In the 1950s and 1960s how was the rivalry between England and Germany in football described by the national press? With the Second World War still fresh in English minds a lingering enmity between the countries cannot have failed to have an impact. Today football fans focus on England’ victory in 1966 as a symbol of victory over the Germans but before that World Cup the rivalry was equally poignant. Christoph Wagner uses various newspaper reports to show how games against Germany drew out the military metaphors and imagery with much more clarity than was generally the case in other matches. The words chosen in the reports too presented a comedic representation of Nazi Germany as symbolism for English rivalry (and the necessity for victory) against their German foes.Dr DIlwyn Porter (De Montfort University) English Football and the State of the (British) Nation, c. 1980-2000
Continuing from Wagner’s discussion of English rivalry with Germany in the game of football, Dilwyn Porter emphasises how it was necessary for English victory to be seen to have occurred on the pitch even after a loss. A requirement for victory over the German ‘threat’ may well be a hangover from the Second World War but it is one that has remained in the English consciousness (perhaps to its detriment) ever since. However, Porter goes further in his analysis of this rivalry. The 1966 victory over the Germans at the World Cup Final is seen as a golden moment in recent English history because it represents a blip in an otherwise story of decline. After the Second World War Britain’s Empire collapsed and the rise of Europe as an entity revealed more noticeably how England was declining in economy and political power in opposite to its European cousins. The financial success story of post-war Germany highlights an inferiority complex in England. The English desire to see victory in football against the Germans represents a much wider cultural identity that focuses on a decline in state and culture. The war metaphor discussed by Christoph Wagner is, Porter believes, a continuing symptom of that cultural identity crisis.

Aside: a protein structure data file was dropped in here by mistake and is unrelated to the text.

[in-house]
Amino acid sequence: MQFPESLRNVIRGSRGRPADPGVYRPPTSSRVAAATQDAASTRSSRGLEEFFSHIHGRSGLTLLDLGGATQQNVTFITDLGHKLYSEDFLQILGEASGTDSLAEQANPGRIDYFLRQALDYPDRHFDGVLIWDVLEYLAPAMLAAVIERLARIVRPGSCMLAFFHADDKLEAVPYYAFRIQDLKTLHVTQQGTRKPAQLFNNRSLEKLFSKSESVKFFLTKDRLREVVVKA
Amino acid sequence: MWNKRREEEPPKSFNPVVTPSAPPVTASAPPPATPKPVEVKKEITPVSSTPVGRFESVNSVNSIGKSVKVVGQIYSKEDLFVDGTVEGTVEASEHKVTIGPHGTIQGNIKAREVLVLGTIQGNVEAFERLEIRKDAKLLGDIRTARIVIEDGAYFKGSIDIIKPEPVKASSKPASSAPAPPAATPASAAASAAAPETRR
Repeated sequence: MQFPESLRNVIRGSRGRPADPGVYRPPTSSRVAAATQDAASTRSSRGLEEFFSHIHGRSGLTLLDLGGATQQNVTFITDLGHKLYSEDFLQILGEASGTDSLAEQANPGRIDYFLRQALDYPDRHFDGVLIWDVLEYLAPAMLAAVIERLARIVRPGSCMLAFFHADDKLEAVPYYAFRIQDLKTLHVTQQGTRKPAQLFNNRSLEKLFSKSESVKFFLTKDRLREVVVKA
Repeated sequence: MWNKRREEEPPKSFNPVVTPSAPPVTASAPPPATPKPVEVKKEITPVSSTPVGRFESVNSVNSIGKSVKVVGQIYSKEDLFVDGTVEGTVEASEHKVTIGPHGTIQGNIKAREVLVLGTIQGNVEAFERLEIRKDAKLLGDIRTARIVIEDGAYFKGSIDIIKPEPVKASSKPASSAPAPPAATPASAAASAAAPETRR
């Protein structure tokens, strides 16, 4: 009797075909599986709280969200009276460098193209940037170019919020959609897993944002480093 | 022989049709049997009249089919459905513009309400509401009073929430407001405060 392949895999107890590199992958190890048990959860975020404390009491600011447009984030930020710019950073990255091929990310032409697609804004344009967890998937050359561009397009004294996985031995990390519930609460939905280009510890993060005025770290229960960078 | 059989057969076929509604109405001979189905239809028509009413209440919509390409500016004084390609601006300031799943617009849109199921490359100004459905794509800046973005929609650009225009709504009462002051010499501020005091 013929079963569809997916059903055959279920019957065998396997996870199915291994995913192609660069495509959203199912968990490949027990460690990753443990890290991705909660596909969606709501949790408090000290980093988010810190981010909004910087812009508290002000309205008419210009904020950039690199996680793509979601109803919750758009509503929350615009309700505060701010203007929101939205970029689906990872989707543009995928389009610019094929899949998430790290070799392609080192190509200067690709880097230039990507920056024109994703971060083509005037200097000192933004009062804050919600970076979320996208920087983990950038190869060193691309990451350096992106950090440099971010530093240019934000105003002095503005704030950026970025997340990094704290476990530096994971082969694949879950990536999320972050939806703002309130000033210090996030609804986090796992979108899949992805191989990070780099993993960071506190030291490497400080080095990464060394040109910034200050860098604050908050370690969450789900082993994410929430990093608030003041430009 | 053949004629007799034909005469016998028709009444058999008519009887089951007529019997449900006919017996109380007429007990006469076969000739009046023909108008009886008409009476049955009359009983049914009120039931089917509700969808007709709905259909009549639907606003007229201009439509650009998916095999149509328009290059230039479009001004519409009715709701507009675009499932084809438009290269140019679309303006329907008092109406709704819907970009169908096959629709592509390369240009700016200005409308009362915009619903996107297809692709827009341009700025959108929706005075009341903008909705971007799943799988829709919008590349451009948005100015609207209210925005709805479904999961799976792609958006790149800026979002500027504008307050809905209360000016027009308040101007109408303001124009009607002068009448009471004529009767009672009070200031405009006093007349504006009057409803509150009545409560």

The latter part of Porter’s paper refocuses on to the source material itself – namely how the historian can use the tabloid press as evidence (this discussion begins 28 minutes into Porter’s paper). Porter notes the need to address fabrication of detail in the reporting and (especially in journalism from the mid-twentieth century) the stylistic preference to insert the reporter into the report itself. Porter also emphasises the need to be careful of the sensationalism that overwhelms journalistic reporting in the tabloid press. Secondly, Porter notes a warning to historians of Sport history. Often research on this subject over-emphasise the importance of Sport on national culture. Not everyone enjoys football, for instance, and not everyone reads the back pages of tabloid papers. Even those that do will see different things in what they read depending on various factors related to their standing in society and their daily lives.
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